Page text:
lents and character is really beautiful, and often strikes 
me. When I first proposed a few days ago to call in 
Charlie's assistance at the arithmetic, and gently ex- 
pressed a hope that G would not have any un- 
comfortable feehng about it, he exclaimed. Oh dear, I 
would not scorn to learn anything of Charlie." 

Again : " Charlie is much occupied about learning 
Hebrew. I consulted Bishop Walker on his behalf: 
he has taken a desire to learn it systematically, and 
has been for nine months devoting a portion of his 
playhours to it ; he is anxious to have a grammar, and 
to do the thing methodically. His reasons were very 
sensible : ' At present grammars are no drudgery to 
me, on the contrary I should feel it rather an amuse- 
ment, and could easily give half an hour in the even- 
ing to it. If I were to wait until I am obliged to 
learn it, the taste for grammars may perhaps have 
worn off.'" 

I apprehend that in this boyish desire to learn 
Hebrew Ave may trace, not the mere love of language, 


which did not at all belong to his mind, but the consci- 
entious wish to fit himself for the Ministry, to which he 
looked forward as his calling from a very early period. 

Again : " His selection of books to take to the 
Highlands is what one would not expect a boy to 
choose for the holydays : Euclid : his prize (a book on 
science) : Mental Improvement : Bible : Prayer-book : 
an elementary book of science which he has studied 

long ago and wishes to revise He is most keen 

about Euchd, and it is a characteristic trait of him, 
that after returning from the Exhibition (receiving his 
prize and aiding in applauding others who received 
theirs), he quietly told his news, and then sat down to 
study EucHd." 

Here is a peep at another side of his mind. 

"He is rather defective in imagination. In sce- 
nery he requires to be urged and reminded to admire 
the beauties of nature, and from want of habit lets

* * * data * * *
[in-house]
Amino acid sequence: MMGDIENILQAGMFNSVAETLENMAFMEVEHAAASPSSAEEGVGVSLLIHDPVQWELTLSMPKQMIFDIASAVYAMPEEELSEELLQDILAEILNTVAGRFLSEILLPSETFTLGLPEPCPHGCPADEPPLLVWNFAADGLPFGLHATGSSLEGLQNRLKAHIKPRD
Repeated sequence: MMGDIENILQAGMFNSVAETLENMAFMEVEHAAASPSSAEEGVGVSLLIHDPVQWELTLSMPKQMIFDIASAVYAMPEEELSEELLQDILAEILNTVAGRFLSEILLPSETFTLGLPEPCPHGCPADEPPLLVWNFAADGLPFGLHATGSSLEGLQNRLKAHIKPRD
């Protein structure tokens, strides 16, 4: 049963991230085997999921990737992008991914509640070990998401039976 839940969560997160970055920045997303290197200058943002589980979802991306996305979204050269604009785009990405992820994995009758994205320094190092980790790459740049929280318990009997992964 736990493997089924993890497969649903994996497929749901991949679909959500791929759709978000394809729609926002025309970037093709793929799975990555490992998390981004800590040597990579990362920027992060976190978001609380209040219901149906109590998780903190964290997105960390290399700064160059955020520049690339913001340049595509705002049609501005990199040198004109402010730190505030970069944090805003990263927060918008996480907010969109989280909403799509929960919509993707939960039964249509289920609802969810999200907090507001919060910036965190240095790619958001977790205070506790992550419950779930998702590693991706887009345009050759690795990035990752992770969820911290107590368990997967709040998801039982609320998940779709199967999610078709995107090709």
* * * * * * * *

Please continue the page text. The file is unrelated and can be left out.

them pass unobserved, f His turn of opinion is calcu- 
lating, and naturally his observation is directed only 
to subjects giving food for such reflections. Fine moun- 
tain views he admires when pointed out, but they do 
not of themselves strike him. He himself told me in 
the most simple naive manner, 'Only think of my 
stupidity ; when I went to the top of one of the high 
hills near Inverie, I quite forgot to look at the view 
which I went on purpose to see ; but I just sat dowTi 
a little and ate my cake, and came down again.'" 

Speaking of his rapid improvement at school, the 
sister says : 

"Certainly his mind is wonderfully acute, and he 


has the happy faculty of conveying information with 
the same clearness as it has to his own mind.... His 
remarkable modesty of disposition deceives those who 
do not know him intimately.... His ever active mind 
never seems to tire, but even when his body is weary, 

he is still equally keen to work. When S 1 is not 

disposed to work longer, he goes to A , who is 

anxious to improve in arithmetic ; if she fail him he 

goes to work problems on the globes with ; yet 

there is a total absence of pretension and a perfect 

One more extract from this journal. 

" Charlie's eyes so bad ; confined to bed. S sat